In the autumn of 1994, Nelson Mandela, who had been a political prisoner in South Africa four years earlier, was moving into his new presidential office at the Union Buildings in the capital, Pretoria.
The nation stood at the unfamiliar intersection between hope and uncertainty.
That was because apartheid, a decades-old system of governance that pitted citizens against each other along racial lines, had just collapsed.
It was time for people from all walks of life to hold hands and forge a new path towards peace and reconciliation, following years of bloodshed.
But no-one knew exactly what the promised land looked like, not even Mandela himself.
One of the first steps the new government took was to assemble an elite security detail that would protect the head of state, as he assumed his new role.
In an extraordinary move, Mandela’s administration merged a group of white officers from the notorious apartheid police force with black political activists.
In today’s terms, it would be like asking Russian and Ukrainian or Palestinian and Israeli armies to join forces.
“I looked at my comrades and said: ‘How do you trust these guys? How are we going to work with these guys?’ We were sworn enemies and it was difficult for all of us,” Jason Tshabalala, a black member of Mandela’s team of bodyguards, tells the BBC Africa daily podcast.
Mr Tshabalala was born and raised in the township of Soweto, where Mandela once lived.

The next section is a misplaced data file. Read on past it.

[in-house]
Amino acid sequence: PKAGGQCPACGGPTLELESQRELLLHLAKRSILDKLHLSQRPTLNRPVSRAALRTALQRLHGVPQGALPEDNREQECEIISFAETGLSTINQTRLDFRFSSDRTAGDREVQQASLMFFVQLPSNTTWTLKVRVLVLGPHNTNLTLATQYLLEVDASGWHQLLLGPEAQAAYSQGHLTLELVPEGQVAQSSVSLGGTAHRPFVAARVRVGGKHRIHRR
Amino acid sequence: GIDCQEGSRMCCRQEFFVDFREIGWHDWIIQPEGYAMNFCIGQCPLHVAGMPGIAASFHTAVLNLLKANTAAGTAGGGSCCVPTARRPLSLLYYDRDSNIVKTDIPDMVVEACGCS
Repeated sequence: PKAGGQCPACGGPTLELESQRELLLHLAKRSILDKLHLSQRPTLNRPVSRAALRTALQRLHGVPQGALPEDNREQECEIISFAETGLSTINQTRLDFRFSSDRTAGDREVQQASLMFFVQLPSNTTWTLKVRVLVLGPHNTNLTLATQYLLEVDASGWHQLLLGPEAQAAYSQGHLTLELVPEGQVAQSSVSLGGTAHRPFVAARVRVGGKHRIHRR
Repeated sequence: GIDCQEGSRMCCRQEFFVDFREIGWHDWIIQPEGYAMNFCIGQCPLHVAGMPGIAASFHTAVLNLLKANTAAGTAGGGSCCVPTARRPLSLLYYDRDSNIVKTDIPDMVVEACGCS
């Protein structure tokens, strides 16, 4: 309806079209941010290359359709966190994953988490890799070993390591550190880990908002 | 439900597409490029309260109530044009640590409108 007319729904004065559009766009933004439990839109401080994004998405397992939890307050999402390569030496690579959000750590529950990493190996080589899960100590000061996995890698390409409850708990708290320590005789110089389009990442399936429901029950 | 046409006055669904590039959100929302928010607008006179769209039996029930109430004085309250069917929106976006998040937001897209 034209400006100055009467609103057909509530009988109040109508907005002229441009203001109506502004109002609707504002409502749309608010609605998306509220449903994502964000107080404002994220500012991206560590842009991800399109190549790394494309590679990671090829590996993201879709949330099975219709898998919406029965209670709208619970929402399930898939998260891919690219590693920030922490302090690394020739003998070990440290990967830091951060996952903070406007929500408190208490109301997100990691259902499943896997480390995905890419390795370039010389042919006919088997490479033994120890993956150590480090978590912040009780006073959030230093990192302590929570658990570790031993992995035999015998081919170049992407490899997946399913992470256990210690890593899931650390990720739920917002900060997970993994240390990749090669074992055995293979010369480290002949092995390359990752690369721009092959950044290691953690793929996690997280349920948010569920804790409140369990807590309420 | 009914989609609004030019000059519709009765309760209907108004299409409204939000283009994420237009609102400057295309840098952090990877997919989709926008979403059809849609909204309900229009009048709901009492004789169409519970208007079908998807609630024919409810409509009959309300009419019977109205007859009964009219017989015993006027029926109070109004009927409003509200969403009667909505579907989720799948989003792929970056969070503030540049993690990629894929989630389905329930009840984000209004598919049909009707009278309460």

He took a decision in the 1980s to actively campaign against apartheid, after his mother was fired from her job for chewing gum during working hours.
This personal incident made him acutely aware of racial discrimination and the injustice in his country.
He later joined the liberation movement, the African National Congress (ANC), which sent him to countries like Zambia and Russia, for extensive academic and military training.
For months, he handled different types of weapons, preparing to fight a racist system that claimed the lives of some of his closest comrades.
But with apartheid coming to an end in 1994, fate placed Mr Tshabalala in an incredibly awkward position.
He was now required to put his anger towards white domination aside, and work side-by-side with the same policemen who represented everything he feared and hated.
“There were fundamental trust issues when we started the amalgamation process,” he says, his face suddenly tensing up as he talks about this period of his life.
At one point, the black bodyguards wondered if their white counterparts were planning to harm their political master, Mandela.
“You know, you always had that in mind to be quite honest. ‘How do I trust these guys when they locked him up for all these years?’ Some of them were involved in all kinds of criminalities while they were defending apartheid. So, it did cross our minds.”
‘There to do a job’
But Gert Barnard, a white member of the presidential protection unit, did not see things that way.
His responsibility, he says, was to catch a bullet for the man who was fondly known as Madiba.